Often when going to one of Denver’s smaller theaters, you’ll find yourself in a funny part of town you’ve never been before. Parking may be on a side street, and the theater may be in a renovated warehouse or even an old church. A far cry from the polished glass and chrome of the Denver Center, a theater like the Curious or the funky Bug on Navajo street (which hosts several theater companies) may have squeaky floors, uncomfortable seats, no A/C in summer and dicey restrooms. But when the lights go down and the curtains go up, who cares?Not every working actor in Denver can make it onto the stage at one of the big shows at the Denver Center or even Arvada, but with a city bursting at the seams with acting talent, that’s nothing but good news for the smaller stages. And as patrons of our local theaters know, there’s a lot of value to a venue that only seats 50 or 100 people.”You can get spit on in the front row,” Wiger said, casting that as a good thing. “You see things you wouldn’t see in a larger space – it’s so up close and personal.”The performances themselves can be less polished than at the big houses. That could mean simply that the sets, costumes, lights and sound aren’t as fancy, but also that the semi-pro actors get themselves “into situations,” as Wiger diplomatically puts it. In other words, it’s “warts and all” theater, and glorious for that.Montour-Larson said there’s just something about a live human on stage that affects an audience.”It hits some place in our DNA that’s a little deeper in a way film can’t,” she said. “We can’t do the sweeping technical shots, but we can still get your blood going in the same way.”Unlike some bigger cities that have a dedicated theater district, the greater Denver area’s venues are scattered hither and yon, and the landscape is always changing. Many Colorado theater buffs mourned the passing earlier this year of the Paragon Theater, but they also are enjoying some newer venues, such as the new Lone Tree Performing Arts Center and the Parker Arts, Culture & Events Center. “I think there’s this great frontier spirit in Denver, so that for every Paragon that unexpectedly closes, there’s two or three other new theaters that spring up,” Trevathan said. “Like the (Lakewood) Edge theater, they’ve got some real vision.”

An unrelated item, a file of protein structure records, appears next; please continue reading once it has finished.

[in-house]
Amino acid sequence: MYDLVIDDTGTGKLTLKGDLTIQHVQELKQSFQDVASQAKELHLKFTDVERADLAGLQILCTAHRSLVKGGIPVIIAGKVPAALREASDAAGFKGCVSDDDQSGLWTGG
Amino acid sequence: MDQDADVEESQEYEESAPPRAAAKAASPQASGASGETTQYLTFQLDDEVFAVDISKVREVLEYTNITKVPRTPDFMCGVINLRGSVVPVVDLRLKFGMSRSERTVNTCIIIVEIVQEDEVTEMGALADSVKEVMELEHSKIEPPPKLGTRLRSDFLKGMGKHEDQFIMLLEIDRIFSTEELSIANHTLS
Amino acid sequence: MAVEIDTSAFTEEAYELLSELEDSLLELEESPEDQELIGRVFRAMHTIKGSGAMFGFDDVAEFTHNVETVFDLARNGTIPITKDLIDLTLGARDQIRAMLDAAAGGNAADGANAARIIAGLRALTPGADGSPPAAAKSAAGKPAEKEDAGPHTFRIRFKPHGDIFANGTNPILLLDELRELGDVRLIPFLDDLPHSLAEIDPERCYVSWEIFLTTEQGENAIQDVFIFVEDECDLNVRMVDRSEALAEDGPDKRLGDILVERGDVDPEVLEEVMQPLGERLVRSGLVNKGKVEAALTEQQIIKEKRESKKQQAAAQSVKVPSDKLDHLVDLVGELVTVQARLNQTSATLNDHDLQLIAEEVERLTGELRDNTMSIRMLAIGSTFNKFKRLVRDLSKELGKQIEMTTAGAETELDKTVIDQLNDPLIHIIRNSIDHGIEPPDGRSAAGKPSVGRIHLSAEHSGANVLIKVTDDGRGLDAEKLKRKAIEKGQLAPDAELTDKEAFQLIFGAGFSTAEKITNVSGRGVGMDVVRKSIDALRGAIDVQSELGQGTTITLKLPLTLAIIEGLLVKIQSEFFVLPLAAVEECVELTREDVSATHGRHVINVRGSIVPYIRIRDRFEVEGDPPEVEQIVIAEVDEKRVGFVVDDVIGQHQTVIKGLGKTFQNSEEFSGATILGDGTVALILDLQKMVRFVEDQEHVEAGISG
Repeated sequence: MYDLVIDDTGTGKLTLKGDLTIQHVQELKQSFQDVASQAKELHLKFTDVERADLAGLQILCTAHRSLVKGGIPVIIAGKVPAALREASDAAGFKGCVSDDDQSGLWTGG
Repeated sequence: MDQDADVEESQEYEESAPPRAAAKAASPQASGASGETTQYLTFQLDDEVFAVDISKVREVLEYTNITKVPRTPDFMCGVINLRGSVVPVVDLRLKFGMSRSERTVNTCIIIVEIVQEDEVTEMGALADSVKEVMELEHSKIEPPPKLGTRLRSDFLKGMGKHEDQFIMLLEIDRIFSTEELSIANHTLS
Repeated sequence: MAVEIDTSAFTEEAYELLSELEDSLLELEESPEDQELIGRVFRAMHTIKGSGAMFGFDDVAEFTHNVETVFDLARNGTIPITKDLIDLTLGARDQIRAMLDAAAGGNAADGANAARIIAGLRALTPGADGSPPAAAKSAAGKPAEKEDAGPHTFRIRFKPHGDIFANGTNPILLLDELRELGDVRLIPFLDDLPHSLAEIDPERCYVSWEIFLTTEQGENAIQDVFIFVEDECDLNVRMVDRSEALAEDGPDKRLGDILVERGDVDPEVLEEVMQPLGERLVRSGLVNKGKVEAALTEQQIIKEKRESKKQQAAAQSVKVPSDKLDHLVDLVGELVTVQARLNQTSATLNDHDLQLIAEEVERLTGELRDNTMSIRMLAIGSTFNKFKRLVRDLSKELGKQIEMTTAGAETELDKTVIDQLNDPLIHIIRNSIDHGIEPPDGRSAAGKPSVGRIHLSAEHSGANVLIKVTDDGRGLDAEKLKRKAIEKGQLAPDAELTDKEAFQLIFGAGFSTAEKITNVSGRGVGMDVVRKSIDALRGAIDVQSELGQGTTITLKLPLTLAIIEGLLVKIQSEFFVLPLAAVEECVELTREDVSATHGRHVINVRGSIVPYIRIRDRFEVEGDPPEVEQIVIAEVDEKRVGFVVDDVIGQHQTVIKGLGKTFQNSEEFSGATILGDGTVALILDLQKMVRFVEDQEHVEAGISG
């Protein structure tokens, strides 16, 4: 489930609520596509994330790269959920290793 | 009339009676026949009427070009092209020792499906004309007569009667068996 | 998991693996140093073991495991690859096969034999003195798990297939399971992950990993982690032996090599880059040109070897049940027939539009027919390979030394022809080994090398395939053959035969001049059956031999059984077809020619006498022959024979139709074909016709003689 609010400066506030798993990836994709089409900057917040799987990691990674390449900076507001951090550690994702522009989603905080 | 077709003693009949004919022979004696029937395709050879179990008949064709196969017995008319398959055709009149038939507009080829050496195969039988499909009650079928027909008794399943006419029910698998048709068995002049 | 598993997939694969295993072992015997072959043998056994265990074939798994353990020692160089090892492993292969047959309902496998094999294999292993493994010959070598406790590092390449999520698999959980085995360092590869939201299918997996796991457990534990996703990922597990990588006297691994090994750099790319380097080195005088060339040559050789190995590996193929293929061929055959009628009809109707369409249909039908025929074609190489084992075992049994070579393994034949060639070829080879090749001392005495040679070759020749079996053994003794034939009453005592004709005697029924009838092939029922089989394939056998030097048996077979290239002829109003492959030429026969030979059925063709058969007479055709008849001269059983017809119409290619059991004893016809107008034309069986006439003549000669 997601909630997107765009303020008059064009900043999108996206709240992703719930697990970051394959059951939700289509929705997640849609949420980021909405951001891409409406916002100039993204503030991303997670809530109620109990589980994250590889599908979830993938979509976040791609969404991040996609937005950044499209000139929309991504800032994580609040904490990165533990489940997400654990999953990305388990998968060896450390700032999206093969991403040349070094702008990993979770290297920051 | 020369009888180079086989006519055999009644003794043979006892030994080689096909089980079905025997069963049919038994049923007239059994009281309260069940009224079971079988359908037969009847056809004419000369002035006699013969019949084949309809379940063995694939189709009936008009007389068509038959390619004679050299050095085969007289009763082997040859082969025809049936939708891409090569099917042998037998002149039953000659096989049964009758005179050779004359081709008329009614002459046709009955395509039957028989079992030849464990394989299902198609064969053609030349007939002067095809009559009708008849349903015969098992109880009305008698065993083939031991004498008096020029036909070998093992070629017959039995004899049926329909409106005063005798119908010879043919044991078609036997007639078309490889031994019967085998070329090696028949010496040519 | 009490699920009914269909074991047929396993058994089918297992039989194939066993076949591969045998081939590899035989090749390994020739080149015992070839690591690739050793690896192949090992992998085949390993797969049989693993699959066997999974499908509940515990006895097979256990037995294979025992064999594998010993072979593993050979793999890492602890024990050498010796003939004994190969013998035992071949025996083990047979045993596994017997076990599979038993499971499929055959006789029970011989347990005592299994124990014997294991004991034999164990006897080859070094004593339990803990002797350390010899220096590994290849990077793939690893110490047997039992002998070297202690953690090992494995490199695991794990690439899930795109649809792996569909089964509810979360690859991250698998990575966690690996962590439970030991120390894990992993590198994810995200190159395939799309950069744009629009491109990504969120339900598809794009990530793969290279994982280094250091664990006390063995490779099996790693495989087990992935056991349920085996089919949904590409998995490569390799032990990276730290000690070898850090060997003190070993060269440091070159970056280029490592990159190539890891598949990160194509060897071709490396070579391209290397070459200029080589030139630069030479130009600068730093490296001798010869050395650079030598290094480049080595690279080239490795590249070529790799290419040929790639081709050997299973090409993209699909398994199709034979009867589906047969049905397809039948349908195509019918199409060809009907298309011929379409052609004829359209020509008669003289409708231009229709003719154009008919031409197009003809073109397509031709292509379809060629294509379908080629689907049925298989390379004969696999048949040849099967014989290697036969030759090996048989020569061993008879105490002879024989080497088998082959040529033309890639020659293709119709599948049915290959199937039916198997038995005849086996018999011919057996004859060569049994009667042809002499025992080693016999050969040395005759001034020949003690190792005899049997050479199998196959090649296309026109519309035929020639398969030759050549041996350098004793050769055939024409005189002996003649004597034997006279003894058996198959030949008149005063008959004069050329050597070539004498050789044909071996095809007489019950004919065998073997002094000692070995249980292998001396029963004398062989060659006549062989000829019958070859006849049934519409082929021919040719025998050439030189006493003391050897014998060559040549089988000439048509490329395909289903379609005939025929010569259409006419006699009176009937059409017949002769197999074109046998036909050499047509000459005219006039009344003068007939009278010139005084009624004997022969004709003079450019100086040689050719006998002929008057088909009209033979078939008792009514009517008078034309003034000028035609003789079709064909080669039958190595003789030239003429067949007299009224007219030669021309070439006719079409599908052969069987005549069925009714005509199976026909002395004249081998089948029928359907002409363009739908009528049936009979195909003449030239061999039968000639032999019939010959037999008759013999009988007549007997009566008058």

In addition to the type of space the shows are in, it’s worth considering the lower ticket prices found at smaller theaters. A ticket at the Denver Center can set you back $65, whereas you can get a ticket at The Edge for as little as $15 and even lower at Buntport – $5-$7. Even at a more professional theater like Town Hall Arts Center, tickets can be had for $24.”I’m biased, but I like Town Hall Arts Center (I just directed ‘Brigadoon’ for them and will be in ‘The Producers’),” said Breckenridge Backstage Theatre artistic director Chris Willard. Town Hall, he wrote, has “great space, intimate seating, solid production values, and affordable rates.”As for the big, professional theaters like the Denver Center, Willard said he’s never warmed to them.”I get more jazzed from watching local performers whose work I am familiar with and have followed through the years,” he said.